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As Brown Vs Board Of Education Turns 70, Fight Against Segregation Not Over

In 1954, the landmark decision by the Supreme Court, Brown versus the Board of Education, established that the segregation of students based on race was no longer legal. Seventy years later, schools remain highly segregated and the education system is becoming more unequal. Clearing the FOG speaks with Jennifer Berkshire, a licensed school teacher, journalist and author of the new book, "The Education War: A Citizen's Guide and Defense Manual," about the forces behind the defunding and privatization of education in the United States. Berkshire describes nontraditional coalitions that are forming at the state level to stop voucher programs. Some are having success. She also explains how rightwing ideology has infected Democrats and liberals in this struggle.

Missing Links In Textbook History: Opposition To War

The inescapable fact is that war has dominated much of U.S. history. According to Freakonometrics–statistician Arthur Charpentier, the United States has been at war 93% of the years since 1776. Nevertheless, as I have noted elsewhere, most of those wars are ignored by both textbooks and media. Informed by experience as a teacher, I’m convinced that students need to study at least the most significant American wars. They need to study why and how those wars were fought, the debates that occurred at the time and why some supported war while others opposed it. Unfortunately, when a war is included in history textbooks or discussed in classes, opposition to that war is generally ignored or misrepresented.

70 Years After Brown, Too Many US Schools Remain Hypersegregated

I was 21 when I started teaching at Hope-Hill Elementary School in Atlanta. I had big dreams and bold ideas — some held, others fettered as the toll of teaching in majority Black schools suffering from resource deprivation took hold. My first year was complicated by the fact that C.W. Hill Elementary closed, or merged with John Hope Elementary, depending on whom you ask. And in an effort to make the devastating change more palatable, John Hope Elementary School became Hope-Hill Elementary School. This was my introduction to austerity measures, or the practices in school districts that justified slashing resources, slimming budgets, and closing schools, which are often in working-class Black communities.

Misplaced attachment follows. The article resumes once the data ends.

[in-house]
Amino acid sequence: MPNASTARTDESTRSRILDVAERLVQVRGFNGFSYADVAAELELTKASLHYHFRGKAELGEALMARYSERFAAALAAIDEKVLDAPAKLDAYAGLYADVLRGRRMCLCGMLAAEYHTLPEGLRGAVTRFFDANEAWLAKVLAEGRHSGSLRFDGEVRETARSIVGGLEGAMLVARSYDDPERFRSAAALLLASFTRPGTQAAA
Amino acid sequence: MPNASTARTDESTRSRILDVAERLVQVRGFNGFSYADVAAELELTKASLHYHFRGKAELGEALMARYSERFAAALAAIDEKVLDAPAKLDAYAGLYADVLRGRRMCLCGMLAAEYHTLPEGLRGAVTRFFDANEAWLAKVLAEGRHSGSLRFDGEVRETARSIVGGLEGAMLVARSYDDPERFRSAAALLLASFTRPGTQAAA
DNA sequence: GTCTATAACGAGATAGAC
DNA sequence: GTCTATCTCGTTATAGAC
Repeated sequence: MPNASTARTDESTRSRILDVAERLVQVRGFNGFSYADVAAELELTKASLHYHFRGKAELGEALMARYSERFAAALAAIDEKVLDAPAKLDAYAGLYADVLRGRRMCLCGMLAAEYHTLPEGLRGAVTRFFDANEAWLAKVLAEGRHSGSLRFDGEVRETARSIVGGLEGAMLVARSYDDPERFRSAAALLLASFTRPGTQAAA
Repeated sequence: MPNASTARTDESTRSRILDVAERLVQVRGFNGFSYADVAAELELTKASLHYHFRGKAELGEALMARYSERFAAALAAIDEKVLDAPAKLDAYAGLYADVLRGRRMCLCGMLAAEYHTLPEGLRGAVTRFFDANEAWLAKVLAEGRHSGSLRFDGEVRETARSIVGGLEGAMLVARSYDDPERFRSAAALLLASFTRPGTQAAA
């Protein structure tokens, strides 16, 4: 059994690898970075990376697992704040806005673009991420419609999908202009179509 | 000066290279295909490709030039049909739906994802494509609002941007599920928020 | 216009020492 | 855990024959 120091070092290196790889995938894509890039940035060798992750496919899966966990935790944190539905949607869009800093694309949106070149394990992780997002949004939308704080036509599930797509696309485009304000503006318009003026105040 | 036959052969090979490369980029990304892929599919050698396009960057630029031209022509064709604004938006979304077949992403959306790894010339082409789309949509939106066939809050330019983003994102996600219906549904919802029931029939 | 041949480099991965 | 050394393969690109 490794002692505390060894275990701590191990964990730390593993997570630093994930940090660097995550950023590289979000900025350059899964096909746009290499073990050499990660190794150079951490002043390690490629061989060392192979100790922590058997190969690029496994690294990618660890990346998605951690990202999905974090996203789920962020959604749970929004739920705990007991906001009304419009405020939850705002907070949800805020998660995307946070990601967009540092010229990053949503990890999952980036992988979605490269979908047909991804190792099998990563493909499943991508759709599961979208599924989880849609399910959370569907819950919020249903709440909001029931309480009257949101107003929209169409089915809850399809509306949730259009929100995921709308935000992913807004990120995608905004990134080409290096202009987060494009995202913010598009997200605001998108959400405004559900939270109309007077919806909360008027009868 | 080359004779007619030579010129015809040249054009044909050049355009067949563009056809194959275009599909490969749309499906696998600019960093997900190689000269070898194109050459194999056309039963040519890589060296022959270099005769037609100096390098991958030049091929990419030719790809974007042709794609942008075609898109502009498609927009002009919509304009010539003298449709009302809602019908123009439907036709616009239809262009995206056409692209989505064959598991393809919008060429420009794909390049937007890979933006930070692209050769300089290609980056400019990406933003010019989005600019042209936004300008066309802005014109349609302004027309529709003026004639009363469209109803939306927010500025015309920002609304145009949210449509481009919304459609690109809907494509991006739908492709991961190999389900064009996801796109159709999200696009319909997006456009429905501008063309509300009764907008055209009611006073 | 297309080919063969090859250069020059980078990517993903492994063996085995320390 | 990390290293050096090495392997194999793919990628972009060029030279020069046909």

70 Years After Brown Vs. Board Of Ed, Public Schools Still Deeply Segregated

Brown vs. Board of Education, the pivotal Supreme Court decision that made school segregation unconstitutional, turns 70 years old on May 17, 2024. At the time of the 1954 ruling, 17 U.S. states had laws permitting or requiring racially segregated schools. The Brown decision declared that segregation in public schools was “inherently unequal.” This was, in part, because the court argued that access to equitable, nonsegregated education played a critical role in creating informed citizens – a paramount concern for the political establishment amid the Cold War. With Brown, the justices overturned decades of legal precedent that kept Black Americans in separate and unequal schools.

Conservatives Want To Destroy Public Schools

Tulsa, Oklahoma — Ashley Daly still gets angry thinking about the first Oklahoma state board of education meeting she attended. It was August 2022 and the board was preparing to downgrade the accreditation for two school districts, including Tulsa, where Daly’s daughter attends school, over alleged violations of Oklahoma’s new law banning critical race theory. As the board penalized the district for a diversity training that predated the law, the realization struck her: ​“They were punishing a school district of 33,000 kids for political reasons, and I was the only parent from Tulsa in the room.”

Indian Country’s Forever Chemical Problem